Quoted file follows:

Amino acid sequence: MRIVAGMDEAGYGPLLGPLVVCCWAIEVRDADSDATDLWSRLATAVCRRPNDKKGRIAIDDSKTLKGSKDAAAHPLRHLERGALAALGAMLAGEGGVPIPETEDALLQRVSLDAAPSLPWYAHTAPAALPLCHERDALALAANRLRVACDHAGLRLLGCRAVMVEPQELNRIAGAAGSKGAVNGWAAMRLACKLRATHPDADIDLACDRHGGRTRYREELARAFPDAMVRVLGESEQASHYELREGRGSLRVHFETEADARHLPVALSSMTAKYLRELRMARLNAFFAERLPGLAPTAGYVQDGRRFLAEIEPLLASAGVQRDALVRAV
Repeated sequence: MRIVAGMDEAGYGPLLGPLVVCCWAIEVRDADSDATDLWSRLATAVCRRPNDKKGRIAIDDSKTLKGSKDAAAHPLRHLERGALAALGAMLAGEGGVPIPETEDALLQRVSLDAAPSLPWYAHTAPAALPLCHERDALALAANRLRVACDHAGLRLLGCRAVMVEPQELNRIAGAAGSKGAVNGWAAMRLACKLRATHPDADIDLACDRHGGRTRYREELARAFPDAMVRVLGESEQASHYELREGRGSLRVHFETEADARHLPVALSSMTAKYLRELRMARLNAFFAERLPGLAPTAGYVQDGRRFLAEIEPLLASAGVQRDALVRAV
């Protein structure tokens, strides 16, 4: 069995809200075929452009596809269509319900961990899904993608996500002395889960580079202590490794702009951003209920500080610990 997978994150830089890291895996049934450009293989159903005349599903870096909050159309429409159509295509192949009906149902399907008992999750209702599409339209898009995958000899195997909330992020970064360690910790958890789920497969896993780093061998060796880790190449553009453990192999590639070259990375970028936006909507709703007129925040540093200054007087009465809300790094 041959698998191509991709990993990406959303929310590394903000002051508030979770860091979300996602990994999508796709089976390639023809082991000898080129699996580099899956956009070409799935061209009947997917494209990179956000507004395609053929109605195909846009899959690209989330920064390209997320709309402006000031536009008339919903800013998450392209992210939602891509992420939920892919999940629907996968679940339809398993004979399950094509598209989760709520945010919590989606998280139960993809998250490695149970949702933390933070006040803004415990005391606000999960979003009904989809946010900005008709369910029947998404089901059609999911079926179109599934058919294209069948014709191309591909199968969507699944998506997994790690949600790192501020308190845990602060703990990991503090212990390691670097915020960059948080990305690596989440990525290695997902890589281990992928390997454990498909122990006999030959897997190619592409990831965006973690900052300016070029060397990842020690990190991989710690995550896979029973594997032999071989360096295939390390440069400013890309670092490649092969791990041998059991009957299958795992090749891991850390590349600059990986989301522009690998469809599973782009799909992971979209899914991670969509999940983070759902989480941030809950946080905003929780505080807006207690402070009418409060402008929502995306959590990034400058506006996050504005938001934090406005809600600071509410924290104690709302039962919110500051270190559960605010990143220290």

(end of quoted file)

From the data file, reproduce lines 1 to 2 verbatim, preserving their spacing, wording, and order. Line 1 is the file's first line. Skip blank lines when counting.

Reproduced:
Amino acid sequence: MRIVAGMDEAGYGPLLGPLVVCCWAIEVRDADSDATDLWSRLATAVCRRPNDKKGRIAIDDSKTLKGSKDAAAHPLRHLERGALAALGAMLAGEGGVPIPETEDALLQRVSLDAAPSLPWYAHTAPAALPLCHERDALALAANRLRVACDHAGLRLLGCRAVMVEPQELNRIAGAAGSKGAVNGWAAMRLACKLRATHPDADIDLACDRHGGRTRYREELARAFPDAMVRVLGESEQASHYELREGRGSLRVHFETEADARHLPVALSSMTAKYLRELRMARLNAFFAERLPGLAPTAGYVQDGRRFLAEIEPLLASAGVQRDALVRAV
Repeated sequence: MRIVAGMDEAGYGPLLGPLVVCCWAIEVRDADSDATDLWSRLATAVCRRPNDKKGRIAIDDSKTLKGSKDAAAHPLRHLERGALAALGAMLAGEGGVPIPETEDALLQRVSLDAAPSLPWYAHTAPAALPLCHERDALALAANRLRVACDHAGLRLLGCRAVMVEPQELNRIAGAAGSKGAVNGWAAMRLACKLRATHPDADIDLACDRHGGRTRYREELARAFPDAMVRVLGESEQASHYELREGRGSLRVHFETEADARHLPVALSSMTAKYLRELRMARLNAFFAERLPGLAPTAGYVQDGRRFLAEIEPLLASAGVQRDALVRAV